Acute Perforated Appendicitis: Clinical Profile and Analysis of Risk Factors
Keywords:Acute appendicitis, perforated appendicitis, delayed presentation, pyoperitoneum
Introduction: The incidence of complicated acute appendicitis, including perforated or gangrenous appendicitis, remains considerably high (28-29%) despite the availability of modern imaging. Acute perforated appendicitis is associated with increased postoperative morbidity and mortality. The aim of the study was to analyze the clinico-pathological profile and outcomes for suspected perforated acute appendicitis and to determine the factors influencing the risk of perforated appendicitis.
Materials and Methods: This was a prospective observational study conducted at Nepalgunj Medical College and Teaching Hospital from November 2016 to August 2018. Patients with suspected appendicle perforation were included. The diagnosis was confirmed atlaparotomy. History, physical findings, biochemical and radiological findings were noted.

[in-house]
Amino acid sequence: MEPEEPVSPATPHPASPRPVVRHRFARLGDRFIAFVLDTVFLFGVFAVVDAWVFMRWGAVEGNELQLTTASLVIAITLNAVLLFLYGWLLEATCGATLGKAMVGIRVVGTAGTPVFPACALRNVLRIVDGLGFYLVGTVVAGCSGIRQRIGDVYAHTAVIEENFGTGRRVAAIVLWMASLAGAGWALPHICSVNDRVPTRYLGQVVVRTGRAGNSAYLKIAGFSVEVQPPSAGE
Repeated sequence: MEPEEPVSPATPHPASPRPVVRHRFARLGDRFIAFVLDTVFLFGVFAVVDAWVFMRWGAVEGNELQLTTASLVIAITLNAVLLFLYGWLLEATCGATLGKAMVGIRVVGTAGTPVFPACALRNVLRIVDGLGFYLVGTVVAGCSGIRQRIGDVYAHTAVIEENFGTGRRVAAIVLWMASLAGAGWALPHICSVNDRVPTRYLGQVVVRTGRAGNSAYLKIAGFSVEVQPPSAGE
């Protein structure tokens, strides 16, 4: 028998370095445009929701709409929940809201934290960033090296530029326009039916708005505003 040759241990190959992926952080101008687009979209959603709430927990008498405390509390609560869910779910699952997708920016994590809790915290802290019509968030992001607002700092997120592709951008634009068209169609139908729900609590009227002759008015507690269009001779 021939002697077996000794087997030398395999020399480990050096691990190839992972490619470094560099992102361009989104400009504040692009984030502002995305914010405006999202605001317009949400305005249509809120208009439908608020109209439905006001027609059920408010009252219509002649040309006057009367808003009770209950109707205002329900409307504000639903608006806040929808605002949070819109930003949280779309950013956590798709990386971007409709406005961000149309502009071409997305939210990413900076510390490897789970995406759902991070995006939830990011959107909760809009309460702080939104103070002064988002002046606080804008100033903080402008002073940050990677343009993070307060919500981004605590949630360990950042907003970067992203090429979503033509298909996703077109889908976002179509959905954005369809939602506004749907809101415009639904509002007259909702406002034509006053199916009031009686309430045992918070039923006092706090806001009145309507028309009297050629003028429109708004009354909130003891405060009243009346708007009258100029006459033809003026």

Results: There were 74 patients. The maximum number of patients were in the age group of 0-20 and 21-40 years with a male dominance (M:F 1.9:1). The common presenting features were pain starting in right iliac fossa and becoming generalized with features of peritonitis. Majority presented late to the hospital with the mean duration of 6.35±2.46 days. 17 (22.97%) patients had deranged renal function test at presentation. All patients underwent laparotomy and appendicectomy. The commonest site of perforation was the tip of appendix (58.08%). 27(52.94%) had generalized purulent peritonitis. All had features of acute appendicitis on histological examination. Of the 75 patients only 17 (22.97%) patients had fecolith. 21 (28.37%) had postoperative complications, commonest being surgical site infection (25.67%). Five (6.67%) patients died after surgery. The common cause of death was septic shock with multiorgan failure. Only one patient died due to myocardial infarction. The complications and mortality were common in those patients whose presentation was late i. e after 72 hours from the onset of symptoms, whose renal function was deranged, age > 60, and who had pyoperitoneum.
CONCLUSION: Acute perforated appendix is not uncommon. Males are more common with younger people commonly getting affected. Delayed presentation, pyoperitoneum, age >60 are the common risk factors associated with morbidity and mortality.
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